... for some perspective.
What's today, Saturday? Right. Last week, the Peanut had a fever-and-sore-throat virus that we fully expected her to get, as our friends' kids had had it and we all went camping together last weekend. She had the fever, the sore throat, then was better, no big deal. Then Thursday night she woke at 10:00, vomiting. By 11:00 she added diarrhea, and we sat in the bathroom for two hours. My poor Peanut - she was too tired to hold up her own head, and still her body wouldn't quit purging. Wouldn't quit. By 1:00 we were thinking the hospital seemed like the place to be; a call to her doctor's office confirmed it, and I took her in, pretty dehydrated.
I will spare you the details of our wait in the E.R. lobby -- suffice to say that janitorial services were required.
We got a room and a consultation and the general consensus was to get IV fluids in her, pronto. They tried both arms, three times each. They tried her hands, twice each. They tried her feet! Various people, including a neonatal I.V. specialist, were called down. Nobody could get a line in. And my Peanut, poor thing, was crying but not making tears. She didn't yell or pull away, but said "when is it going to be DONE?", and "I don't want to do this again," and "when can we GO?" and all sorts of reasonable, polite things, even whispering a tiny "thank you" when they gave her a teddy bear and a movie to watch. She was such a trooper. Eventually everyone gave up on getting a line in, and I just kept trying tiny sips of Pedialite, licks of a Popsicle... and she kept throwing it all back up.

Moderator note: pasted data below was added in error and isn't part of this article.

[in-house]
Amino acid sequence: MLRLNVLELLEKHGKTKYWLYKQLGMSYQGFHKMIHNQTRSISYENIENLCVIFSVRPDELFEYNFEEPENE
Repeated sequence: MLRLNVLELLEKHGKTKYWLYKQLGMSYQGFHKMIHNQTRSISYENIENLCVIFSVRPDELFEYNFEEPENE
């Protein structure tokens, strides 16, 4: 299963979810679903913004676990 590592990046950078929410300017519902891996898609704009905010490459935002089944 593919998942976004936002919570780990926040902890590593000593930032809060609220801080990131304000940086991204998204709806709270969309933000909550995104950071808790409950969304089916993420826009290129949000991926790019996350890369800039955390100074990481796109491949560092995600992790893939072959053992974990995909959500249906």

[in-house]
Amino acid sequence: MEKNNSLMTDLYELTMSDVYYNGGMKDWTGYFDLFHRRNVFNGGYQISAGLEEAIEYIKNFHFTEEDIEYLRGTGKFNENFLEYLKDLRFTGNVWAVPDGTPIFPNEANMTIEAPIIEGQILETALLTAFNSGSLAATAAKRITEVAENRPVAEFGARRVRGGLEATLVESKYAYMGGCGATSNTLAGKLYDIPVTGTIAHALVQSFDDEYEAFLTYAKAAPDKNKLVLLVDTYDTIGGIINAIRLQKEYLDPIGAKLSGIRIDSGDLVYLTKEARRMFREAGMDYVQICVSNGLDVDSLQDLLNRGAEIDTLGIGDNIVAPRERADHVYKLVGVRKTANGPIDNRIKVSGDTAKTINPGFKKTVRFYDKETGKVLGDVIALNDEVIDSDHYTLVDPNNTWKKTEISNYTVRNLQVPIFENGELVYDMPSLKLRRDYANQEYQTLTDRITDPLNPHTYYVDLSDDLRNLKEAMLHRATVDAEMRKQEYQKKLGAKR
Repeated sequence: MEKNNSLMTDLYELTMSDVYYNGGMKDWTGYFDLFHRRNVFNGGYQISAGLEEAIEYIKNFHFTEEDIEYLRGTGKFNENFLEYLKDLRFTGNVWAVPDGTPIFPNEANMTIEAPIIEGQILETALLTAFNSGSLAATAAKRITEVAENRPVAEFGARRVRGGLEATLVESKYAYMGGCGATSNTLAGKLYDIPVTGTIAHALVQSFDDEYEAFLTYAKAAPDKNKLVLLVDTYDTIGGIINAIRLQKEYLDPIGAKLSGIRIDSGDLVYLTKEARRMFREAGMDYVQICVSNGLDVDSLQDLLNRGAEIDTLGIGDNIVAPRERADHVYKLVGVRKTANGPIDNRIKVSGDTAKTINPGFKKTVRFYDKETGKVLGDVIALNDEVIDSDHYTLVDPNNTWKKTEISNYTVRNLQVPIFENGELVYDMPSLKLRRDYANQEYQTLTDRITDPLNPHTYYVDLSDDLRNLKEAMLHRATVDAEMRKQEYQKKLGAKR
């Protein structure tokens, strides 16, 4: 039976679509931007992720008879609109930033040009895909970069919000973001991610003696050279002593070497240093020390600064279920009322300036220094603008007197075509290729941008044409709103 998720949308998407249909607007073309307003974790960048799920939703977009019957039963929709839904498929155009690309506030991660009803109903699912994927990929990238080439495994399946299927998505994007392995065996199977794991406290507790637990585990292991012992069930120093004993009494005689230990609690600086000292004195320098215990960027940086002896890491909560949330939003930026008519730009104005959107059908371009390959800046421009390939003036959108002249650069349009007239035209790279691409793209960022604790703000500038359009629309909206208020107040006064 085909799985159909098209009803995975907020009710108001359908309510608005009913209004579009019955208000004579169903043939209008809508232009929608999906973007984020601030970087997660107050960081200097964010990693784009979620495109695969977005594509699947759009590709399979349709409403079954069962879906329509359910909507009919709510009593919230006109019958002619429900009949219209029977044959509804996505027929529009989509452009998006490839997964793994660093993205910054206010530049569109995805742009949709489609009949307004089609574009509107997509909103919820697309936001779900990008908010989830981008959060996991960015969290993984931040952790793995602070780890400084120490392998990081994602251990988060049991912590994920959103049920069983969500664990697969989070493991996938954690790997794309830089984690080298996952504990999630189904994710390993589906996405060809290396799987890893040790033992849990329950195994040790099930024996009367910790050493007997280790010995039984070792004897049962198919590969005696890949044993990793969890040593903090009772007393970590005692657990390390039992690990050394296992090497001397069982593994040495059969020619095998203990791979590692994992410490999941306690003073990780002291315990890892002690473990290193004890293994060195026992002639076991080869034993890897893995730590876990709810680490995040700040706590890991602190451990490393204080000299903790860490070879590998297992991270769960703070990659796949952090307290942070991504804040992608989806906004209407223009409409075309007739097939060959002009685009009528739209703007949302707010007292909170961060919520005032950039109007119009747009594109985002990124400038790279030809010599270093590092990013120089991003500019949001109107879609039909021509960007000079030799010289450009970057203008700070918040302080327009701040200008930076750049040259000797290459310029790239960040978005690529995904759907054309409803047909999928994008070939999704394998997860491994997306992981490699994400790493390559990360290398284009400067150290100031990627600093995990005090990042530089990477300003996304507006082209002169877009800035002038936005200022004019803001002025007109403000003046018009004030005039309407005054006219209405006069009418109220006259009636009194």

When morning came, the pediatrician said she wasn't comfortable discharging the still-vomiting Peanut without her being better hydrated. Decision was made to transfer her to Children's Hospital in Boston. Mr. S. came up and we switched; he rode in the ambulance to Boston with Peanut, I headed home for a break.
By the time she got to Children's, the Peanut was holding down water, so they didn't bother struggling with the needle. She recovered sufficiently there to come home, so the Bean -- who by that time was in the fever stage of the original virus (remember that one?) -- and I went up to get them.
All this on 20 minutes' sleep. Somehow that was easier to pull off in college.
The professional verdict is that the Peanut got a bad stomach bug on top of the first virus. Hopefully the Bean won't get it as well. Everyone slept soundly last night, and today, the Peanut's hungry and in good spirits. Normal again.
So yes, perspective. Thursday noon, I was hollering at that Peanut to put things away when she's done playing with them. Thursday midnight, I'd have given anything to have her well again. You know -- toys on the floor just don't matter. And this wasn't even a serious illness. Real perspective is something no parent ever wants to have driven home the hard way.